Tuesday 15 September 2020

Book Review of 'Biographia Literaria' by Samuel Taylor Coleridge


Language is the armoury of the human mind; and at once contains the trophies of its past, and the weapons of its future conquests.
- Chapter 16, Biographia Literaria.

This book is not just an autobiography of one of the most celebrated authors of the Romantic literary era. It is an in-depth critical analysis of the works of others, laced with musings, quotations from other works and some personal experiences. 

It is less of an autobiography and more of a textbook of literary criticism. Anyone looking for literary confessions of an opium addict or even techniques he used while penning some great poetry, such as Kubla Khan or Dejection: An Ode, will be sorely disappointed. However, literature lovers will have much to gain from the brilliant critical inputs of the author, if they have the perseverance and patience to drudge through the length of sentences or the depth of analysis proffered by Coleridge.

The book is just what it actually claims in its full title: Biographical Sketches of My Literary Life and Opinions. Except that the opinions, or analytical musings take up more space than Coleridge's own literary journey, which would have been a little more interesting to read. 


The first thing that hits readers is the sheer length of the sentences and their complexity.

Take a look at the first line of the BL:

"It has been my lot to have had my name introduced both in conversation, and in print, more frequently than I find it easy to explain, whether I consider the fewness, unimportance, and limited circulation of my writings, or the retirement and distance, in which I have lived, both from the literary and political world." 

Phew. That's one single sentence, and the first one at that. Most modern writers would break it up into at least three-four shorter sentences before they closed the paragraph.

The readers know at once that they are up for one tough journey, if they haven't given up already. While we may concede that this style was common to the century that Coleridge belonged to, readers who are accustomed to simple, uncomplicated language may find it impossible to navigate, without oodles of patience to break up each line into conceivable parts and achieve clearer comprehension. And I just realized that my sentence has turned out just as long as his, albeit with simpler vocabulary.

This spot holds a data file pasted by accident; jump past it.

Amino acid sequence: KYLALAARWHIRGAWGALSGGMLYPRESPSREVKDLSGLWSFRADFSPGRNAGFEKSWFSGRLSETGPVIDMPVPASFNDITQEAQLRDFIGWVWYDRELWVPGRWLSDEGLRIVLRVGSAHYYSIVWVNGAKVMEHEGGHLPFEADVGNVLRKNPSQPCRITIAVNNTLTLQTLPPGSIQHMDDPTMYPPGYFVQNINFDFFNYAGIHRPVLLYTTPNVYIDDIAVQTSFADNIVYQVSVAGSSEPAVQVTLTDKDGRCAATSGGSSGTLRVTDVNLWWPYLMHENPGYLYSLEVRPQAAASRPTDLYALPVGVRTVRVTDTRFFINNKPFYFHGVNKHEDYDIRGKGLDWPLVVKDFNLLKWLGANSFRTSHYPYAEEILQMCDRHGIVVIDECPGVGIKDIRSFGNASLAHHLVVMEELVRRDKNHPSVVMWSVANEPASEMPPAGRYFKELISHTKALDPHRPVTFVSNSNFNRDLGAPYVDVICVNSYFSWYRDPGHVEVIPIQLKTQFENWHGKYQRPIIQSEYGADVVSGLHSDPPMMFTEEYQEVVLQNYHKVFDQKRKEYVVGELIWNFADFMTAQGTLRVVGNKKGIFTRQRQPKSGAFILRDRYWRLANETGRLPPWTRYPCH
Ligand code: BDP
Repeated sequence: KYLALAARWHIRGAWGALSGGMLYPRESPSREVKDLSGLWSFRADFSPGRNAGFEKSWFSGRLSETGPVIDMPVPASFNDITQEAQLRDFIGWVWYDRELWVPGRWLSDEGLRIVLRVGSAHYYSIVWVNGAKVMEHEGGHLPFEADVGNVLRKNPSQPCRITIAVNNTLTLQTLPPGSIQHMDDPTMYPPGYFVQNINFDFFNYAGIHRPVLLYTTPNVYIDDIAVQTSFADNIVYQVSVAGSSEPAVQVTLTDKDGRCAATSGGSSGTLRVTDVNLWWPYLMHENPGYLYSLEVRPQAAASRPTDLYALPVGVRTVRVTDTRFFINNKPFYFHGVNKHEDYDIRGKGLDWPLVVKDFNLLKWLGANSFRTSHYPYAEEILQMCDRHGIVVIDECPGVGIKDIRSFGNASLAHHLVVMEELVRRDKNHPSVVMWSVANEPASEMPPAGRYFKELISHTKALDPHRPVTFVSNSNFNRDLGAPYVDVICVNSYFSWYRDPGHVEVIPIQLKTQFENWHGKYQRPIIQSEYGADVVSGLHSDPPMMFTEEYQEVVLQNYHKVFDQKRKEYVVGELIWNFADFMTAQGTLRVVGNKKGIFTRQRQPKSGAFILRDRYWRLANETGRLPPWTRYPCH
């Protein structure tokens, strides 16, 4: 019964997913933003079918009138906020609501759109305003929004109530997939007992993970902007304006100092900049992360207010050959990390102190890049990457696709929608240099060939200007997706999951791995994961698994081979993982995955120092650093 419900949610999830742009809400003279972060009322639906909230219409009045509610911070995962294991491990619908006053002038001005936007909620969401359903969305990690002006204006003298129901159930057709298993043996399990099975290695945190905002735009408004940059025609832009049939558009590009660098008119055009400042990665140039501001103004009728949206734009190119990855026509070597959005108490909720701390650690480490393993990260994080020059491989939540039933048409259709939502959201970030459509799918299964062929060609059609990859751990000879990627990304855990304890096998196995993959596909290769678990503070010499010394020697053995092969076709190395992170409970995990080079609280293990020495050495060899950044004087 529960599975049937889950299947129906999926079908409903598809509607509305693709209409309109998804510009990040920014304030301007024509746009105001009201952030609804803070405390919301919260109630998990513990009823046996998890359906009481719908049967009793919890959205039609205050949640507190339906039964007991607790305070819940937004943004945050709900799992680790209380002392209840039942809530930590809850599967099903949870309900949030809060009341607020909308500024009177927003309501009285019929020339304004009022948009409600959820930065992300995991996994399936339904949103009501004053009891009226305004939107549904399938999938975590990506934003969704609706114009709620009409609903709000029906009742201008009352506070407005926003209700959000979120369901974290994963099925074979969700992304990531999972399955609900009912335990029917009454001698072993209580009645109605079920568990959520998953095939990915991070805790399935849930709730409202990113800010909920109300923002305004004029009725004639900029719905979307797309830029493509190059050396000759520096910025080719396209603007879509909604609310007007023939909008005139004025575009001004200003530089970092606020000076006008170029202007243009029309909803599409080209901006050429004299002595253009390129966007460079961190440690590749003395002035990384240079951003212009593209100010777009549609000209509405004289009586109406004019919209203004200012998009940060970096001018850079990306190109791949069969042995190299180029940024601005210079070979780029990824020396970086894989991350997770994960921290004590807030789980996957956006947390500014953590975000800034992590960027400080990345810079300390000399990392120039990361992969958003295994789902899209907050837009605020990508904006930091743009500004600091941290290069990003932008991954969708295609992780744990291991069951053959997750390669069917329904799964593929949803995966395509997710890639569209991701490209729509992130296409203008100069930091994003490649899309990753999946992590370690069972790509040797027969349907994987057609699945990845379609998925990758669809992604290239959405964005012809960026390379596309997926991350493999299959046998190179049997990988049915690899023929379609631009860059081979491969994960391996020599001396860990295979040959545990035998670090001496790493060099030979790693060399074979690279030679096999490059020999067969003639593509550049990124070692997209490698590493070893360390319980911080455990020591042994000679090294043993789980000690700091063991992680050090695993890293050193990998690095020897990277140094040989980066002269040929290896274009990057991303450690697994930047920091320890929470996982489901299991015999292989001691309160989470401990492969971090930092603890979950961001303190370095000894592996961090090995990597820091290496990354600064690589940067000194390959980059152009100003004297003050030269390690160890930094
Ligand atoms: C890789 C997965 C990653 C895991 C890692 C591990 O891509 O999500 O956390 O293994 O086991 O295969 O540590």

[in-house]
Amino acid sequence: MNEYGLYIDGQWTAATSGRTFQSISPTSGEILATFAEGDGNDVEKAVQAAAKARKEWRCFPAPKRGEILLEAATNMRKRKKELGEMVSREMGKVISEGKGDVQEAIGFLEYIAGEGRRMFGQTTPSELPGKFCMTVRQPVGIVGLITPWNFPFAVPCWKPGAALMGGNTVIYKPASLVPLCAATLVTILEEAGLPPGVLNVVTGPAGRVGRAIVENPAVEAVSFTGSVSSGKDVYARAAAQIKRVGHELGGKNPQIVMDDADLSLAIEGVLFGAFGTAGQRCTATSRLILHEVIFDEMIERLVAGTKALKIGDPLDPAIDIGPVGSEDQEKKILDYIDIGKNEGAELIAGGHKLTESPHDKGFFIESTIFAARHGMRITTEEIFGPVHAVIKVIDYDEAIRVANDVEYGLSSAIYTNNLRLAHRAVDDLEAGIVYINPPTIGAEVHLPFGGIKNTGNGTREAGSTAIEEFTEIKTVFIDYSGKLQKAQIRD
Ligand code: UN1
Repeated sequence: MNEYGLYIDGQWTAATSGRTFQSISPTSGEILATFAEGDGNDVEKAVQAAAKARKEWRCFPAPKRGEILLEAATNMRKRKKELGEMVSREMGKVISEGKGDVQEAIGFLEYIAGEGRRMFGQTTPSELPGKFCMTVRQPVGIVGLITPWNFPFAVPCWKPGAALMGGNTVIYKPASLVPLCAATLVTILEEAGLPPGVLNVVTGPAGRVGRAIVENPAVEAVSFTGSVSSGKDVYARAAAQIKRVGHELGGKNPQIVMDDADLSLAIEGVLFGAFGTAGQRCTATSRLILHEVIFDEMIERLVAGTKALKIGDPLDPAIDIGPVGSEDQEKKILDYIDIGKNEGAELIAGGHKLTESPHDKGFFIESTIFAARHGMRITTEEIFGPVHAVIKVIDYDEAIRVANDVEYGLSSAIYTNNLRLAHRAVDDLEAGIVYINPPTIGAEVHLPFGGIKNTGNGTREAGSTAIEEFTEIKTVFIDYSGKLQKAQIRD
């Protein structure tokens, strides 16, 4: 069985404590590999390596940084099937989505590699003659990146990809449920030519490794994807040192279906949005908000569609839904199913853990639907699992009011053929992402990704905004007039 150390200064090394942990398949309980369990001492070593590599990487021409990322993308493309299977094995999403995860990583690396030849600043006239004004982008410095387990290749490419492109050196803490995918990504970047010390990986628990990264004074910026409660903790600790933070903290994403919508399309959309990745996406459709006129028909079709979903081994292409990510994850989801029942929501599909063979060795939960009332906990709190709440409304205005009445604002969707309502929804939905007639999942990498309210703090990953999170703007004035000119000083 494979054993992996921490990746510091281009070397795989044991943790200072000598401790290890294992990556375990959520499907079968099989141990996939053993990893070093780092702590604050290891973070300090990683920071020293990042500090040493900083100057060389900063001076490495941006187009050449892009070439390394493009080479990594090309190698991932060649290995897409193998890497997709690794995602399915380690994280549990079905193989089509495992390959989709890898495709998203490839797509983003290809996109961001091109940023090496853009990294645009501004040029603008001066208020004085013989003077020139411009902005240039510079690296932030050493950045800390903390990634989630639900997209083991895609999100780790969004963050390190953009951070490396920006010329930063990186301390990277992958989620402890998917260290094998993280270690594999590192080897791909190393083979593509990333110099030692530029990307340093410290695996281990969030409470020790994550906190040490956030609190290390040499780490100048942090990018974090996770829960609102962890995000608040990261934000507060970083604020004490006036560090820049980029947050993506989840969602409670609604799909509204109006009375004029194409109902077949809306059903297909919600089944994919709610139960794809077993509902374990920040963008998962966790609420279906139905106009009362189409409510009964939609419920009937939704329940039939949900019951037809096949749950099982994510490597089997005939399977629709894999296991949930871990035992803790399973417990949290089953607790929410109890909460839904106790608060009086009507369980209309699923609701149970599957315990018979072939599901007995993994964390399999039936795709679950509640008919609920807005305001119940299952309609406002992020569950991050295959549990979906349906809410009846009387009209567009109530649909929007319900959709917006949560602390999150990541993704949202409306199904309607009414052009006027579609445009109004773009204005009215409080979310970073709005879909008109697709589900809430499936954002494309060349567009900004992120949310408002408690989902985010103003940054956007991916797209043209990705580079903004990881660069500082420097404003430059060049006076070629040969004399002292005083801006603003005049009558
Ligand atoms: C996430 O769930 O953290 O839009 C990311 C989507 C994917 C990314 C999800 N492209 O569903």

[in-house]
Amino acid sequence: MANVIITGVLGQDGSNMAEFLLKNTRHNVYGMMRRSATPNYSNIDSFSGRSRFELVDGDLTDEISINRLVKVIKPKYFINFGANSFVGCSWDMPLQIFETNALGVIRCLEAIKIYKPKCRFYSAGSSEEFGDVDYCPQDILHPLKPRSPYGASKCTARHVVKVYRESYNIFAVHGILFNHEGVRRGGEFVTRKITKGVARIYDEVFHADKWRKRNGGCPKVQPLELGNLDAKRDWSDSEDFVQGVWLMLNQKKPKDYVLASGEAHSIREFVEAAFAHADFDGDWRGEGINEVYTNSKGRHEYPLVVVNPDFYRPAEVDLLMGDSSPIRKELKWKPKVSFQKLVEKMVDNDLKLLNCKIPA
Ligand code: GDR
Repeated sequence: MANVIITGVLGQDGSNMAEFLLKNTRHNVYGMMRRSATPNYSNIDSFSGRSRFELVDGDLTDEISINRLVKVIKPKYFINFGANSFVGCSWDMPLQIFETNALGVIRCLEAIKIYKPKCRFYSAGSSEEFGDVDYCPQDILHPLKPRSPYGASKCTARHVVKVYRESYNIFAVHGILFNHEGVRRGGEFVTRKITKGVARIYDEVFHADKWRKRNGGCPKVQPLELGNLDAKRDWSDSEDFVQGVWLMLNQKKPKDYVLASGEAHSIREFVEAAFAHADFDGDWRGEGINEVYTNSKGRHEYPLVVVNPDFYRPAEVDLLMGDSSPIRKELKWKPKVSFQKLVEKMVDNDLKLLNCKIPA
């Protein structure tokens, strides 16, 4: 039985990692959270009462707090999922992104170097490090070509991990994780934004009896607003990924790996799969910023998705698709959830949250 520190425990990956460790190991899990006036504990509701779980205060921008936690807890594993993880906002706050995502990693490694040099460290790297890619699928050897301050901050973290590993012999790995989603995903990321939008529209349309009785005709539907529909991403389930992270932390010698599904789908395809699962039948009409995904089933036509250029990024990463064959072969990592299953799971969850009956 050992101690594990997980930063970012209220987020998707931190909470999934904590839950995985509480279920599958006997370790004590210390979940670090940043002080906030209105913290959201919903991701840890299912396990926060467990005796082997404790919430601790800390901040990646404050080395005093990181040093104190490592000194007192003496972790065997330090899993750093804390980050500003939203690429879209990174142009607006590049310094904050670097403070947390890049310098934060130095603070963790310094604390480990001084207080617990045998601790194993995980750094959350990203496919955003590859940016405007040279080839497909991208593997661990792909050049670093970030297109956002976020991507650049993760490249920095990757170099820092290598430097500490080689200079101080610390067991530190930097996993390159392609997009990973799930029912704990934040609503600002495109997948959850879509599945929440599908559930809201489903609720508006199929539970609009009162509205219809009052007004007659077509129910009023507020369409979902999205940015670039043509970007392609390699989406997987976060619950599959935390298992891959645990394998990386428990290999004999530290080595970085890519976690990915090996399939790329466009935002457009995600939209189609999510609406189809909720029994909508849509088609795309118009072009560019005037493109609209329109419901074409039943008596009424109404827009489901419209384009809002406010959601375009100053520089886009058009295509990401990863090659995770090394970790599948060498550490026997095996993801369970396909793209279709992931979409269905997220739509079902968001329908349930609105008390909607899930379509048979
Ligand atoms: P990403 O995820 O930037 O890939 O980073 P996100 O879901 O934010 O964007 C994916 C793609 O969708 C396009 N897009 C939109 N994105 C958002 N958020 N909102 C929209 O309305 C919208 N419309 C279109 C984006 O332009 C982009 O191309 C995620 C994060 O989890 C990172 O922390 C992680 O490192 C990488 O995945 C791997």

The initial chapters deal with his motives for writing the book and the influence of the literary scene on his mind.

While some passages seem like rants against his critics, Coleridge offers valuable inputs about how literary criticism must actually be done. 

Chapter 4 offers one of the most joyful reads are the parts where he mentions Wordsworth. Throughout the book one can see the great regard he has for his friend's genius, and he iterates this with ample praise and numerous examples.

At the same time, it doesn't stop him from tearing Wordsworth apart in his criticism, for the points he doesn't comply with, in the later chapters.

Chapter 9, where he defends himself against charges of Plagiarism have some interesting lines.

The term used by him, 'Truth, as a divine ventriloquist' is a charming stroke of brilliance, highly characteristic of Coleridge.

The way Coleridge attacks his critics and reasserts his own superiority in the same breath of writing, is amusing to read.

Coleridge's love for literature and his extensive reading becomes obvious to us with each turn of the page.

Some of the chapters are so full of parallel quotations to prove each of his points, that they remind us of the work of F.R.Leavis, the new critic of the mid-twentieth century. Leavis was famous for his usage of corresponding quotations to substantiate his points of contention too.

Chapter 13 contains the important tenets on the concept of Imagination, The Esemplastic Power. 

It also contains his iterations on the differences between 
Primary and Secondary Imagination.

Also, the way he puts across the difference between true Imagination and mere Fancy is convincing in its argument.

Chapter 14 was interesting for me, because reading about how the Lyrical Ballads came to be penned, from the horse's mouth, so to speak, evokes a poignant thrill. 

The plan of the LYRICAL BALLADS iterates the Romantic characteristics of the age, when Coleridge talks about the 
 a faithful adherence to the truth of nature, and 'the modifying colours of imagination' in the proposed contents.